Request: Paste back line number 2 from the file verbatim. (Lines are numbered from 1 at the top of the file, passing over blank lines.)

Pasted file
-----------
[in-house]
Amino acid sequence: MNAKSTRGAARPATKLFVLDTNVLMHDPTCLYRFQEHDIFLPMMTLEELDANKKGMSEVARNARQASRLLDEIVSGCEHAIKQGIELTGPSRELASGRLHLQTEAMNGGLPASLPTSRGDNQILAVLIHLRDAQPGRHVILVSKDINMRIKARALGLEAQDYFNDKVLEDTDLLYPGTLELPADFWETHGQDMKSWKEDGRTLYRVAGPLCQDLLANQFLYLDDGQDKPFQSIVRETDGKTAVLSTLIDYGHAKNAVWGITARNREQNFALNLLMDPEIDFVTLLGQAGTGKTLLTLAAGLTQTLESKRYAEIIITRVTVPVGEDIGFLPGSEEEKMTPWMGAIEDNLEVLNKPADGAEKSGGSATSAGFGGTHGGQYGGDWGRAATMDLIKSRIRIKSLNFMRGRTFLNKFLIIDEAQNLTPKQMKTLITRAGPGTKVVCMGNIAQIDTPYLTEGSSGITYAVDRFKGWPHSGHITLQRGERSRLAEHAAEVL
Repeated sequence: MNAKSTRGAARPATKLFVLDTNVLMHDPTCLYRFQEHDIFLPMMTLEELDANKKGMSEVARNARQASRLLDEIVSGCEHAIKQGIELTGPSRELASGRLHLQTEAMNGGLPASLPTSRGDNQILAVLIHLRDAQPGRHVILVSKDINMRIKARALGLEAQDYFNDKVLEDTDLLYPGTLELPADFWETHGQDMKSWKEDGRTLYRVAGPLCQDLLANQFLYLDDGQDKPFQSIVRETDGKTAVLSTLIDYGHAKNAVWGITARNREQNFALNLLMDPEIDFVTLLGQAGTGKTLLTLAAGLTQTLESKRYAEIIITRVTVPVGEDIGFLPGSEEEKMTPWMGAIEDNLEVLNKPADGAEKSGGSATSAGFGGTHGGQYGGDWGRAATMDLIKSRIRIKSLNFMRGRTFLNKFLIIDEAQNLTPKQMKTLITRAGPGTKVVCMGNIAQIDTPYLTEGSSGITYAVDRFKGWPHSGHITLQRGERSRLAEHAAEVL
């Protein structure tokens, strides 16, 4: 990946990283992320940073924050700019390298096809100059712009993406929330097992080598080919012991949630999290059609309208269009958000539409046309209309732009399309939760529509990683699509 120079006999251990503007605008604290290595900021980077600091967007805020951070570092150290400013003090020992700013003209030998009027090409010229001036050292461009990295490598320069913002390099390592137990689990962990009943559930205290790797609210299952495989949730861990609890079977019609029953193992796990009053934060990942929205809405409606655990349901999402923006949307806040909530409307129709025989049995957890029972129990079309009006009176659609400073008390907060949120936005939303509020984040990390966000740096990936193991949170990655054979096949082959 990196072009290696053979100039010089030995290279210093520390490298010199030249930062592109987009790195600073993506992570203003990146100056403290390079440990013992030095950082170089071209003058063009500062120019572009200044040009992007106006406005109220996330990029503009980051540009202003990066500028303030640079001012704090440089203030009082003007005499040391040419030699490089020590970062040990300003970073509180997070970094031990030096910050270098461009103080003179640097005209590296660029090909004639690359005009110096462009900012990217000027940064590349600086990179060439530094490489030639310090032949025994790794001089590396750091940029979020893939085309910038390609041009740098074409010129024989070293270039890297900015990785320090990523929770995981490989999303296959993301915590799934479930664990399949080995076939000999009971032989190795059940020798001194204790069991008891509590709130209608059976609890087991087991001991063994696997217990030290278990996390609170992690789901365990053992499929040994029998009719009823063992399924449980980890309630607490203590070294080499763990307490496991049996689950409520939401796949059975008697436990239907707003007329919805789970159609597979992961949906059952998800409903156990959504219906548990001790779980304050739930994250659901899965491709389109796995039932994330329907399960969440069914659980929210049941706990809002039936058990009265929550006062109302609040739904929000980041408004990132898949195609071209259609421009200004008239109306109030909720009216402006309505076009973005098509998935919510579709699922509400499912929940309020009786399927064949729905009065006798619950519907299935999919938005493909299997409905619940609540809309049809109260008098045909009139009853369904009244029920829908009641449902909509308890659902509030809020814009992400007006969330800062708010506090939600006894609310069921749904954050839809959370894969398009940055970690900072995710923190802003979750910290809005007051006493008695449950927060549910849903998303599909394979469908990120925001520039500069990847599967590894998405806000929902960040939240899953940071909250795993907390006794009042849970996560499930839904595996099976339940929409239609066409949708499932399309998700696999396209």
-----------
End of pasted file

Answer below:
Amino acid sequence: MNAKSTRGAARPATKLFVLDTNVLMHDPTCLYRFQEHDIFLPMMTLEELDANKKGMSEVARNARQASRLLDEIVSGCEHAIKQGIELTGPSRELASGRLHLQTEAMNGGLPASLPTSRGDNQILAVLIHLRDAQPGRHVILVSKDINMRIKARALGLEAQDYFNDKVLEDTDLLYPGTLELPADFWETHGQDMKSWKEDGRTLYRVAGPLCQDLLANQFLYLDDGQDKPFQSIVRETDGKTAVLSTLIDYGHAKNAVWGITARNREQNFALNLLMDPEIDFVTLLGQAGTGKTLLTLAAGLTQTLESKRYAEIIITRVTVPVGEDIGFLPGSEEEKMTPWMGAIEDNLEVLNKPADGAEKSGGSATSAGFGGTHGGQYGGDWGRAATMDLIKSRIRIKSLNFMRGRTFLNKFLIIDEAQNLTPKQMKTLITRAGPGTKVVCMGNIAQIDTPYLTEGSSGITYAVDRFKGWPHSGHITLQRGERSRLAEHAAEVL